This Life’s Stephanie Janusauskas on Emma’s Quest to Reinvent Herself

CBC
CBC

The second season of CBC’s This Life has been one of self discovery for Emma Lawson-Crowley (Stephanie Janusauskas). Natalie’s (Torri Higginson) middle child has been trying to reinvent herself, especially at work where she met new friend Miranda (Devery Jacobs). Unfortunately for Emma, the web of lies she had spun to Miranda recently were exposed and she was left to deal with the consequences in this week’s episode, “Joyride,” written by Joseph Kay and directed by Rubba Nadda.

One of the main consequences was finally admitting to herself that her feelings for Miranda may extend beyond just friendship. What will Emma do with that realization? Elsewhere, Emma had a heated confrontation with Natalie over her summer job and it remains to see where their relationship will go from there. In order to gain more insight into Emma, The TV Junkies recently spoke with the Montreal born Janusauskas about her journey this season, what it’s like working on This Life as one of the younger actors and why Emma’s story of self discovery is so important to tell.

The TV Junkies: Emma’s been trying to reinvent herself for much of this season, but realized lately she doesn’t really like that person. What will we see her do with that information?

Stephanie Janusauskas: A part of Emma’s self discovery lies in the fact that she had to let go of who she thought she was in order to find this new, reinvented version of herself. Particularly in Episode 207 you see this in every character where there’s a degradation of their morals, values and who they thought they were. For Emma, she let go of herself and wanted to distance herself from the definitions she so often attributed to having a sick mother, being the abandoned child or being the sister. She just wants to be somebody else and that’s something a lot of teenagers can identify with at some point in their lives. In order to realize that she loved her life, and that she loves who she is, she had to go through that transition.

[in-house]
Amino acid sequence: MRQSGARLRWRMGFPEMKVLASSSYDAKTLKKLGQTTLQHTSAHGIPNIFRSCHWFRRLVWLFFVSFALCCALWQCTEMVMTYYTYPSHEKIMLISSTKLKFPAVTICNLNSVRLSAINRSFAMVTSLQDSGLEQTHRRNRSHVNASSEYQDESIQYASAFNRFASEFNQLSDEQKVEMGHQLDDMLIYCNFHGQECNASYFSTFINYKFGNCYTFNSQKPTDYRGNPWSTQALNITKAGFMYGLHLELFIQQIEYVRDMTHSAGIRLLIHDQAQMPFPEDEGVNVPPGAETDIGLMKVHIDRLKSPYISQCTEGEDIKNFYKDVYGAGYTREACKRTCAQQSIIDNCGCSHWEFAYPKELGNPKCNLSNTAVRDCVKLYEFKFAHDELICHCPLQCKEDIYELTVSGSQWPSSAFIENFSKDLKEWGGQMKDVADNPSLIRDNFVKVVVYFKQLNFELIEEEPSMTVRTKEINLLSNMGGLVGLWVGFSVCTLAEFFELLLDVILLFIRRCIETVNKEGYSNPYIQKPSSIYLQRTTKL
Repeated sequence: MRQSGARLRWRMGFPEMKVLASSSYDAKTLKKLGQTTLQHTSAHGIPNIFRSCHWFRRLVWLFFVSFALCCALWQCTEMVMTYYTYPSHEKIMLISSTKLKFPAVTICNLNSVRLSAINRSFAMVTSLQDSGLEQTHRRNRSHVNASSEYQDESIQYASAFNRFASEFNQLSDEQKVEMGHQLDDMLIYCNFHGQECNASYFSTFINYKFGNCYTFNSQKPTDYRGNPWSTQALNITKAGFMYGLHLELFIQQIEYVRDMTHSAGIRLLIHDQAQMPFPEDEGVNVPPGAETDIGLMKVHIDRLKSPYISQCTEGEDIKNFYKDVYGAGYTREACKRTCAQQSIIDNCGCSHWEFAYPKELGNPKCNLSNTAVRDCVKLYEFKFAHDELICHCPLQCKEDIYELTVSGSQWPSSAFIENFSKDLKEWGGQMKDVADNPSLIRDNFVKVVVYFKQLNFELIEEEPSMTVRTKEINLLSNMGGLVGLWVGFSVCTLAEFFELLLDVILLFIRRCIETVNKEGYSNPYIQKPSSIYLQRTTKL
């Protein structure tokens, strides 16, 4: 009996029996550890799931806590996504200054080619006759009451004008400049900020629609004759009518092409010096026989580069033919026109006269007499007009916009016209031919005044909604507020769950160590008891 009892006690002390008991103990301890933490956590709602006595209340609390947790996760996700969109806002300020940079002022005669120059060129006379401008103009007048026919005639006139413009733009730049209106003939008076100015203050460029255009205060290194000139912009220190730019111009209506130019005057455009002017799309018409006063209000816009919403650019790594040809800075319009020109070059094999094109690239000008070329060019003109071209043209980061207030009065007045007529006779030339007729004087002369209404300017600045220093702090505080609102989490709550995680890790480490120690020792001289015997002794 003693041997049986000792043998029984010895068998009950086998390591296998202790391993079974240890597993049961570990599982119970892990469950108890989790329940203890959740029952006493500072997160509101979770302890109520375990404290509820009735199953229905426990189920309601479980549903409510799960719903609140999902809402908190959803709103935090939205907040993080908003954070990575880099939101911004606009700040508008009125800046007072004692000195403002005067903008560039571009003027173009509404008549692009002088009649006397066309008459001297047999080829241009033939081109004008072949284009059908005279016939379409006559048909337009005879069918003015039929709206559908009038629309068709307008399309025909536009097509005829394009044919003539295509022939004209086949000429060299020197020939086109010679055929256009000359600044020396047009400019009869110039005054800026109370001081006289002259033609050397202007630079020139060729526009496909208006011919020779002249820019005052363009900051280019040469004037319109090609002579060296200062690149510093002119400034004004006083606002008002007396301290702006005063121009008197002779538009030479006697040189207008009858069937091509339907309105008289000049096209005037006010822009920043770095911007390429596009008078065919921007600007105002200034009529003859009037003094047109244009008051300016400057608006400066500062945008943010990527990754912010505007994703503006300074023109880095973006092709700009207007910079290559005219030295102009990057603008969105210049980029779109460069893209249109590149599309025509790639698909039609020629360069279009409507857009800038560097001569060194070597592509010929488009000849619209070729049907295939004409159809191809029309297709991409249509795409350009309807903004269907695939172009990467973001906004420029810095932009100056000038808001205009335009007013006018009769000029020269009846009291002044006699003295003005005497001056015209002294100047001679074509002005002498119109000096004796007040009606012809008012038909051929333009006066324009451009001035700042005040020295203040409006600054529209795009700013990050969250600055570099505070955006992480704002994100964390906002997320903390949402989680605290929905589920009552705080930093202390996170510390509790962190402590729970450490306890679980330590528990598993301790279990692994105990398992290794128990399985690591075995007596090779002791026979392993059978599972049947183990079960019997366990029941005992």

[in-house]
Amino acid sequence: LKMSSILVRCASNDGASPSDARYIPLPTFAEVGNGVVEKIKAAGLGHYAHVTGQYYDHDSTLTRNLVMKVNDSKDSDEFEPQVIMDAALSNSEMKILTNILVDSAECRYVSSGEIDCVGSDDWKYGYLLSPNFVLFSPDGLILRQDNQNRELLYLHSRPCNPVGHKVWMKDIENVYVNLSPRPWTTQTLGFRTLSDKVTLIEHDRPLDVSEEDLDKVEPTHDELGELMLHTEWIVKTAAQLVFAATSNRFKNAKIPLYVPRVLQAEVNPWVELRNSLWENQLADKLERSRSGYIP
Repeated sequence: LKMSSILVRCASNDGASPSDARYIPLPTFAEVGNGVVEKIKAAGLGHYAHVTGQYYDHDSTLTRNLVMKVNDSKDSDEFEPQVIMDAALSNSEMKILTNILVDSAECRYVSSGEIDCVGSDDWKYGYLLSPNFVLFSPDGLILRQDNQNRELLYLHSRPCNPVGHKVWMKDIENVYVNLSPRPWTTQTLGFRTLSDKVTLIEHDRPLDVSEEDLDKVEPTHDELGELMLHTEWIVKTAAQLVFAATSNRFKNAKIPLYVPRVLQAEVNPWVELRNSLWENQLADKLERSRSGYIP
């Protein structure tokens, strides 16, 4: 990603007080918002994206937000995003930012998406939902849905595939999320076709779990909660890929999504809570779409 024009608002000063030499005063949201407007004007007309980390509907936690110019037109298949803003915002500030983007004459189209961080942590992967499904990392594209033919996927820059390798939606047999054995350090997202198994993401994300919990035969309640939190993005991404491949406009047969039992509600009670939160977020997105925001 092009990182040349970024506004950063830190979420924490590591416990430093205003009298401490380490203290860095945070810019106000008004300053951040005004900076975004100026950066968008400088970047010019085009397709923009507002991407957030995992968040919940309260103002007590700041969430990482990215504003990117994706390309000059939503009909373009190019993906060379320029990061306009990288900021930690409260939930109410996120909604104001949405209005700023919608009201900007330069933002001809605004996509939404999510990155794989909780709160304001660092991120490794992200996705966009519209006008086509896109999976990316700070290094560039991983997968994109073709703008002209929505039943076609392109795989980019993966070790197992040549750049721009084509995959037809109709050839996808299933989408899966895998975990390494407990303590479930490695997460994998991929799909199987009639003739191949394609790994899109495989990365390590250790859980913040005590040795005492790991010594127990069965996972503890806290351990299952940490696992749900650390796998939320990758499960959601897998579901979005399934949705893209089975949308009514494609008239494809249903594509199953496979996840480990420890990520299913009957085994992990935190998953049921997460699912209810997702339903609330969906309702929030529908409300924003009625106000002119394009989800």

TTVJ: It seems like Emma has been developing feelings for Miranda that are beyond just friendship, but this week she seemed to finally admit that to herself. What is she going to do with that realization?

SJ: Obviously in this day and age it’s more of the norm for people to develop feelings beyond just the opposite sex. The whole point of this is to remove the stigma from that and it’s not necessarily to say that she and Miranda feel anything romantic for each other. What is important, and what we’re trying to highlight, is that it’s beyond a friendship and that’s OK. Emma is discovering herself and just because she feels more than friendship for Miranda doesn’t mean she’s necessarily attracted to all girls. Her fling with Jayden last year didn’t mean that she only felt an attraction to guys either. Leaving it ambiguous is OK because that helps so many more teenagers identify with the fact that it’s OK to be finding yourself, it’s OK if people judge you off the bat, but as long as you know who you are and what you want then you should be comfortable with yourself.

CBC
CBC

TTVJ: Emma called Natalie out on pushing her away this week. What will Natalie do with that information and how will it affect their relationship going forward?